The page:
#7 – Neuroprotective

Can beer actually improve brain health? According to researchers from Loyola University Chicago Stritch School of Medicine, YES!

A review of several studies showed that moderate beer drinkers were 23% less likely to develop Alzheimer’s or dementia. [8] Researchers attribute beer’s neuroprotective benefits to Xanthohumol, a compound found in hops, that also helped protect against a few forms of cancer detailed above.

#8 – Decreases Appetite – Over the Short Term

Yep, indulging in a pre-meal beer may decrease the amount of food you consume. [18] Compare that to red wine which was shown in the same study to increased cortisol and appetite too. Again though, one beer before dinner is helpful, too many and you run the risk of increasing hunger levels, lowering inhibitions and binging on cheese fries, burgers, and hot wings.

Based on all of these benefits, you’d swear beer is actually something you should be drinking as regularly as milk. But we’ve only looked at one side of the coin thus far, now it’s time to flip things over and see what else is brewing…

Is Beer Healthy

Click here to view the complete “Is Beer Healthy” infographic.

 

Drawbacks of Beer Drinking

While delicious, refreshing, and healthy in moderate doses, beer does also come with its negative effects on health too, especially in regards to muscle-building.

#1 – Impairs Glycogen Replenishment

Glycogen is the body’s form of stored energy that it calls upon to power muscle during intense exercise. Consuming alcohol post-exercise has been shown to impair glycogen restoration, spelling trouble for muscle recovery and performance the following day. [9]

#2 – Inhibits Muscle Protein Synthesis

Not only does consuming alcohol affect glycogen restoration, it also negatively impacts muscle protein synthesis following exercise, even if you’re consuming your whey protein along with alcohol too. [10]

#3 – Reduces Post-Exercise Muscle Inflammation

Isn’t inflammation bad? Not in this case. Following an intense workout, acute inflammation is beneficial. The body gets stronger through the inflammatory response by rebuilding and strengthening muscle tissue to deal with the next onslaught of destruction you bring it.

Beer suppresses this acute inflammation which is counter-productive to repairing muscle and producing gains. [11][12]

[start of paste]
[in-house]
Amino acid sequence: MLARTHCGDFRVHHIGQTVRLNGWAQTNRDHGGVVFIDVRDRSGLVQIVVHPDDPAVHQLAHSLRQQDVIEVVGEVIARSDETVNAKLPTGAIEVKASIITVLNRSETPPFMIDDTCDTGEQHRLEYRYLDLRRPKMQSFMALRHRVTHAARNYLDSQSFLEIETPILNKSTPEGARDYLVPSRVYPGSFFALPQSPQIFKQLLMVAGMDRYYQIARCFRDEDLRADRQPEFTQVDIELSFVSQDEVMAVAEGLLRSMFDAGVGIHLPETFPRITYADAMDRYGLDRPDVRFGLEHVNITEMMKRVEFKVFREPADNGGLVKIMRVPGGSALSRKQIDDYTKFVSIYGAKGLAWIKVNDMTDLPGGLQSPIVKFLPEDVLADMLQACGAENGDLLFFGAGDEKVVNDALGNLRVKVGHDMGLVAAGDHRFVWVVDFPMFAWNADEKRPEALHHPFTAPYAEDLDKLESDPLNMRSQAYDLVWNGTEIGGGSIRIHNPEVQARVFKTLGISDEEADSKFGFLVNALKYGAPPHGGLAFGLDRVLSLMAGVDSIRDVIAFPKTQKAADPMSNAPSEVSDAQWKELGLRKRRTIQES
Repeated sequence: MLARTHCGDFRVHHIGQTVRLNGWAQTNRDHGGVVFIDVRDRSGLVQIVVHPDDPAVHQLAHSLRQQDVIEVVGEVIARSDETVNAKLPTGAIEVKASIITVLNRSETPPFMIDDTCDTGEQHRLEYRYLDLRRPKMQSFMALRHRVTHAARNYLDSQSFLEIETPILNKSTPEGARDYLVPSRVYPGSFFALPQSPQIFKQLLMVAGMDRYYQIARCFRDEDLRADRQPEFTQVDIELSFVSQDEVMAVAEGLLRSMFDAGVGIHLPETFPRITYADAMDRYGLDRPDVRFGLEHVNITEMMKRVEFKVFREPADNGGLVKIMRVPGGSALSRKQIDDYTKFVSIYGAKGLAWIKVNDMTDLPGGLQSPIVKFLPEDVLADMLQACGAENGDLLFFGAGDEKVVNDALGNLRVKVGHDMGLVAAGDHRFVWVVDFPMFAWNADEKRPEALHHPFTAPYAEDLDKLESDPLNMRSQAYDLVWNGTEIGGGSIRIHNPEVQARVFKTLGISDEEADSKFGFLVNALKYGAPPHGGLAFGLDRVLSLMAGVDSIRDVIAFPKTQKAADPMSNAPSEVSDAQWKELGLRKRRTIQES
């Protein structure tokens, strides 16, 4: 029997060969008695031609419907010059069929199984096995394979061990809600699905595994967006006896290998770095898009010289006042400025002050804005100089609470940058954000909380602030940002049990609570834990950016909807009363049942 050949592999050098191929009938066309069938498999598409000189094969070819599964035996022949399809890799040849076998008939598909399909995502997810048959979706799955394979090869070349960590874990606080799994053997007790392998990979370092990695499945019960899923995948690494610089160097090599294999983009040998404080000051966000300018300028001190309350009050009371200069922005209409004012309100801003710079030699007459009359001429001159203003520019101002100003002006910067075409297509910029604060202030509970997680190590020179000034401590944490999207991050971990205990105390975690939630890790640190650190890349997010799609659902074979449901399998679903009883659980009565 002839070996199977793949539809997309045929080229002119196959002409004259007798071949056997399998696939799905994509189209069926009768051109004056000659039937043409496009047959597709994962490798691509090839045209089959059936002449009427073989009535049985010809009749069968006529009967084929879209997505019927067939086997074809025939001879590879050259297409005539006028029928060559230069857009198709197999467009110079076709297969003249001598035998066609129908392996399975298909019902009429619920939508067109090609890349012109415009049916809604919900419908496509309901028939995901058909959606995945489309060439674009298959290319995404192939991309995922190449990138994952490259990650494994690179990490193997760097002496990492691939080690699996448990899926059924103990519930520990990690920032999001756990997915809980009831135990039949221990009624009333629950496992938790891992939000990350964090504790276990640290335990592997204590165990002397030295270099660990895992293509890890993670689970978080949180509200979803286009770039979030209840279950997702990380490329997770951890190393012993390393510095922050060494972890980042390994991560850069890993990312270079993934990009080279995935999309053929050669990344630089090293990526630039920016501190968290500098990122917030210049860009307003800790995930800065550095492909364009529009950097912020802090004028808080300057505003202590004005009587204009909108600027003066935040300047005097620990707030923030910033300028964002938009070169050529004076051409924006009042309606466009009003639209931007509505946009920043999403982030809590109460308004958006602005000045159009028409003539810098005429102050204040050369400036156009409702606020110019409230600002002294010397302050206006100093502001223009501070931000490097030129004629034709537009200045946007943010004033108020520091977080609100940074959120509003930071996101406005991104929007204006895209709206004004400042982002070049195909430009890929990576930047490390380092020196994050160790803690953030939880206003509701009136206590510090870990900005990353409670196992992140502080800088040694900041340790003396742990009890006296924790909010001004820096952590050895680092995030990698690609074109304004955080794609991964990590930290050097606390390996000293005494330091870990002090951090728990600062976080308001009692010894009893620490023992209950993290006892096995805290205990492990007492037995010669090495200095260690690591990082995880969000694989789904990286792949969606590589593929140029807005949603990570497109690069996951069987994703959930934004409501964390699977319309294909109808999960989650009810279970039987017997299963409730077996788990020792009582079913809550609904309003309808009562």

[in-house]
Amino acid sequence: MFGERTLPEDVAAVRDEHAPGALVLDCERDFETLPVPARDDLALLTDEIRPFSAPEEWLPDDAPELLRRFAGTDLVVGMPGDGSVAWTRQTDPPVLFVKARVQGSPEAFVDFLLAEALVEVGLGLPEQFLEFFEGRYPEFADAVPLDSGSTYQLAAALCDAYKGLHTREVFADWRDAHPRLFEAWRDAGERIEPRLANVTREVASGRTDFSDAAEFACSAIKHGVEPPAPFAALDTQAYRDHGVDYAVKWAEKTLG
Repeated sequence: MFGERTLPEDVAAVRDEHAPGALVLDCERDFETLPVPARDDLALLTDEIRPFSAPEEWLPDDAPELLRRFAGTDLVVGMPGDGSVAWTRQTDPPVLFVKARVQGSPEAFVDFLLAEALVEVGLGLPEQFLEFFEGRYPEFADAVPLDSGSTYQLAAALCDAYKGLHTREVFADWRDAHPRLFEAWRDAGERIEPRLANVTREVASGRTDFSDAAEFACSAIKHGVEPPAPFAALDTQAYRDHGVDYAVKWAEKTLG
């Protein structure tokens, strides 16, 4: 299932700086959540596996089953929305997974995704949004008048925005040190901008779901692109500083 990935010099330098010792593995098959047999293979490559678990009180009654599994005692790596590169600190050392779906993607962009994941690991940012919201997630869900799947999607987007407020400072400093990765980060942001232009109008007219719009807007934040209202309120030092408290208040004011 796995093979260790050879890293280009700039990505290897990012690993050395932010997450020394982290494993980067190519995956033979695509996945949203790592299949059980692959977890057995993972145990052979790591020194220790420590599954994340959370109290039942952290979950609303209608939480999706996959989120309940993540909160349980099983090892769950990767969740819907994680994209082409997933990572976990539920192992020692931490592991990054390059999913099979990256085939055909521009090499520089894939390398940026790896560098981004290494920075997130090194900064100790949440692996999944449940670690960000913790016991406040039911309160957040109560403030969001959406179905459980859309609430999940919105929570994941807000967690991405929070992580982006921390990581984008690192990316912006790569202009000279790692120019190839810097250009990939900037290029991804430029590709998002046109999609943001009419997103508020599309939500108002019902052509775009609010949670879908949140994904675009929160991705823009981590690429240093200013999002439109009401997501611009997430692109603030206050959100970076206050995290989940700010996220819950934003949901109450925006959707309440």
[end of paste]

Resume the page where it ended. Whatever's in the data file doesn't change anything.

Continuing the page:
#4 – Disrupts Sleep

More bad news for exercise performance, recovery and muscle growth. Alcohol is well documented to reduced sleep quality and number of hours sleeping per night. This translates to to impaired recovery and reduced lower body power output the day after following a night of drinking. [13]

#5 – Birth Defects

Though you probably didn’t expect to see this one, it shouldn’t surprise you in any way. A common wive’s tale is that the occasional drink isn’t harmful to a developing fetus. Nothing could be further from the truth. Drinking while pregnant adversely affects growth, development, intelligence and behavior of a fetus [14], effects that carryover throughout their life.

#6 – Increases Risk of Cancer

The severity of cancer doesn’t need much explanation. It’s a horrific disease that claims millions of lives around the globe each year. Consuming even moderate amounts of alcohol (i.e. 1 beer/day) have been shown to increase the risk of mouth and throat cancer by 20%. [15]

But didn’t we state up top beer protects against cancer, yes, but it’s a different form of cancer. Remember, you wanted the good AND the bad of beer. Sorry to burst your bubble…

#7 – Reduces Testosterone and IGF-1 Production

Even more bad news for building muscle and staying lean. When consuming a bit too much alcohol, important muscle-building hormones including testosterone and IGF (insulin-like growth factor) are reduced. [16][17]

#8 – Decreased Fat Oxidation

Due to alcohol taking priority for metabolization in the body, that means all other nutrient processing is put on hold. This means no fat burning while your body is still processing those 6 beers you slammed during the first half of the big game.

The Ugly

#1 – Lowers Inhibitions

We touched on this a bit up top, but consuming alcohol significantly lowers your inhibitions, and this is where the ugly of drinking beer comes into play. With lower inhibitions, you’re more likely to binge eat and drink which sets you up for massive fat gain and hangovers.

But, there’s more.

In your more “liberated” state, you’re also more likely to say something foolish/inappropriate or make a royal goof of yourself in front of a crowd (i.e. company work parties). Plus, we don’t need to mention the number of regrettable one night hookups that have occurred due to excess beer drinking. You know what we’re talking about, the kind of hookups where you roll over in the morning, find a strange person next to you in bed, and wonder, “Who the heck are you?”